A fight, harassment, act of disrespect, intimidation, threat of violence, or some other similar and unwanted behavior is more than just a disciplinary problem. It’s also an academic problem because it prevents or delays learning on the part of the students involved as well as drains the time and energy of the adults who must deal with the problem instead of investing that time towards some worthy goal.
We have to stop seeing disciplinary problems, violence, and the threat of violence as a standalone issue. It’s not. We may think that we can contain it in the space where it occurred or solve it in the main office where the problem is officially addressed, but that’s not how violence works. Those who deal with this kind of stuff every day know that violence is by its very nature disruptive and is not restricted by any boundaries. It seeps into every part of the school day and continues to cause problems and issues long after we think, and hope, that it is over.
Unfortunately, we can’t stop violence from ever happening again. Violence has been with us since the beginning and will be with us until the end of time, but we can prevent or minimize many violent acts. In fact, I think we can stop the vast majority of unwanted behaviors if we’re willing to do the hardest thing of all, which is to change ourselves.
Here are three things that we can change today about how we think and respond to violence that will have an immediate and positive impact in our schools.
Adopt Zero Tolerance.
This doesn’t mean that you have to put the hammer down on every kid that does something wrong. Zero tolerance doesn’t mean zero discretion. The kind of zero tolerance I’m talking about is an interior shift in how one sees violence. Violence is not a normal part of the school day and it’s not normal that kids act violently and it’s not normal that we spend hours every day dealing with violence. Violence has no place, zero place, in a public school and we can never tolerate kids hurting kids or themselves.
We must stop seeing violent and other unwanted behaviors as normal kid behavior and instead, implement zero tolerance. Don’t accept anyone hurting someone else for any reason. Period. Zero tolerance.
Violence is not prevented with intentions, it’s only prevented with actions. Saying you’re against violence doesn’t get the job done. You must intervene—do something—to stop it from happening. If you don’t then you’re not preventing violence, but managing violence and therefore allowing it to control your day as well as hinder your students’ ability to learn.
Now, be honest—which one have you been doing? Preventing or managing violence?
In my experience, the best schools with the greatest climates and the safest environments have a ‘whole school’ mentality.
Don’t let your school safety efforts become a stream. Don’t let it wither and trickle out. Make it a part of your day and build it into your academic process, which is your river. The addition of the safety efforts will only help to enhance your academic achievements because it will not distract from it, but be a part of it.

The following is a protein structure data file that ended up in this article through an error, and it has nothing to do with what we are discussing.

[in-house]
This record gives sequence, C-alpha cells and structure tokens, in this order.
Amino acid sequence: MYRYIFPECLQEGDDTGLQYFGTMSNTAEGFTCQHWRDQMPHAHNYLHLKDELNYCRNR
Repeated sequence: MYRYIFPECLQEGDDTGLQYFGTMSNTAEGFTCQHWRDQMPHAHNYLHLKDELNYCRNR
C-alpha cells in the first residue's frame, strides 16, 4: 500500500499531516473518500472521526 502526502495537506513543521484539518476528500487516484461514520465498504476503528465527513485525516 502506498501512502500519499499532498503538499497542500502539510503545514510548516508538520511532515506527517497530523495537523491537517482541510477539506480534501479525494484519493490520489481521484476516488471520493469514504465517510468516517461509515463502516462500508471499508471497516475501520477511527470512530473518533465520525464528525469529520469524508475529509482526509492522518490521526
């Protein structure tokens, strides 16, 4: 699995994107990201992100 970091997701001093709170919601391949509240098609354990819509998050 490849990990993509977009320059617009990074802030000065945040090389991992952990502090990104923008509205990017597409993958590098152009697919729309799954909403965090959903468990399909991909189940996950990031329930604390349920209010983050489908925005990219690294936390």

But rivers with defined banks and no streams become deeper and faster. And that constant flow of water all going in the same direction creates an unstoppable force of momentum.
Streams that branch off from the river are never as deep or as great as the river. Separated from the main body of water, the stream will slow down in intensity and often trickle out to nothing. With too many streams, the river will diminish and suffer.
Think of a river.
When it comes to school safety, one of the biggest mistakes that school leaders make is that they make safety a standalone function or a responsibility of a few people, instead of blending it into the day and making it a part of the entire school.
People who deal with violence on a daily basis are impacted by it. The degree that they are affected will vary depending on several factors. Besides the person’s natural disposition and the intensity and frequency of the violence, the two other factors that most affect a person’s response to violence is support and control. Those who have a high degree of support (family, faith, staff, friends, supervisor, etc.) will be less emotionally and personally impacted by it. This has been well researched and documented.
However, control is one factor that does not get enough attention. If you spend all day being surprised by violence, having bad things dumped in your lap, never knowing what will happen next, and fearing that something terrible is going to happen any minute—it can make for an anxious and unhappy life.
Superintendents, principals, SRO supervisors, and other school leaders – continue to give your support but also give them control. If you are reactive, you are not in control. If you are proactive and preventative, then you are in control because you’re taking concrete steps to prevent it. You are doing something.
The greatest control you can give your people is to create an environment (policy, training, and materials) that naturally keeps your people proactive. By doing this they will by default maintain greater control which will make them more resistant to the long term and negative effects of violence.